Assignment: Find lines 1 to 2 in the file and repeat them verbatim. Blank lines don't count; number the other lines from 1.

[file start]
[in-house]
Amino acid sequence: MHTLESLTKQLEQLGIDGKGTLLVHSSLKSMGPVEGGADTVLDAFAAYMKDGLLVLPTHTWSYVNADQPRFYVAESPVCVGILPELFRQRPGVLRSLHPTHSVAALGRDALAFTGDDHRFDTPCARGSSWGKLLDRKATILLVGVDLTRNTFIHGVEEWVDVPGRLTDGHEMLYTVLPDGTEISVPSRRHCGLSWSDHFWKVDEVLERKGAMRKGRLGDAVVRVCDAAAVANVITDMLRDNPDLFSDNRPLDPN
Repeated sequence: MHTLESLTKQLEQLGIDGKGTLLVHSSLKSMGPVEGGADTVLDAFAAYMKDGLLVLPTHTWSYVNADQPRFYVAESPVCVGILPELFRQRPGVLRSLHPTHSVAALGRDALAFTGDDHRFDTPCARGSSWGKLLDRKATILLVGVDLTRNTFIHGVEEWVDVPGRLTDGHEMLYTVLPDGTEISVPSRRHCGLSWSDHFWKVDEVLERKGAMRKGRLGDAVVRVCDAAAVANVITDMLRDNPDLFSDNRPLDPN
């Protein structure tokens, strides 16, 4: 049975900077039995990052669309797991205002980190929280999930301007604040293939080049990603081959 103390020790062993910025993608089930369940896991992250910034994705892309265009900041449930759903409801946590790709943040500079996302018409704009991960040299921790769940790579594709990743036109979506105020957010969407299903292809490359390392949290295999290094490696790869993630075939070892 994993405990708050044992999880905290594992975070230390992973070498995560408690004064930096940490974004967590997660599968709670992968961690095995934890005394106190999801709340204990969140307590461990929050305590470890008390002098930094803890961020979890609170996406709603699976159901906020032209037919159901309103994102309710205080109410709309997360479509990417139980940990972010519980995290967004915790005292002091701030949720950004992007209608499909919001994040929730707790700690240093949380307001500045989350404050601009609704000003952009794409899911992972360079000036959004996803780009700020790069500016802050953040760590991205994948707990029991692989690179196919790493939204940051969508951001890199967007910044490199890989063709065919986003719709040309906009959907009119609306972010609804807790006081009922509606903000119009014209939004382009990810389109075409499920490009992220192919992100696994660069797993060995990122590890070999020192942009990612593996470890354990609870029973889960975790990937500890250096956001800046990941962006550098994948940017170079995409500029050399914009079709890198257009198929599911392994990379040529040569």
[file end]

[in-house]
Amino acid sequence: MHTLESLTKQLEQLGIDGKGTLLVHSSLKSMGPVEGGADTVLDAFAAYMKDGLLVLPTHTWSYVNADQPRFYVAESPVCVGILPELFRQRPGVLRSLHPTHSVAALGRDALAFTGDDHRFDTPCARGSSWGKLLDRKATILLVGVDLTRNTFIHGVEEWVDVPGRLTDGHEMLYTVLPDGTEISVPSRRHCGLSWSDHFWKVDEVLERKGAMRKGRLGDAVVRVCDAAAVANVITDMLRDNPDLFSDNRPLDPN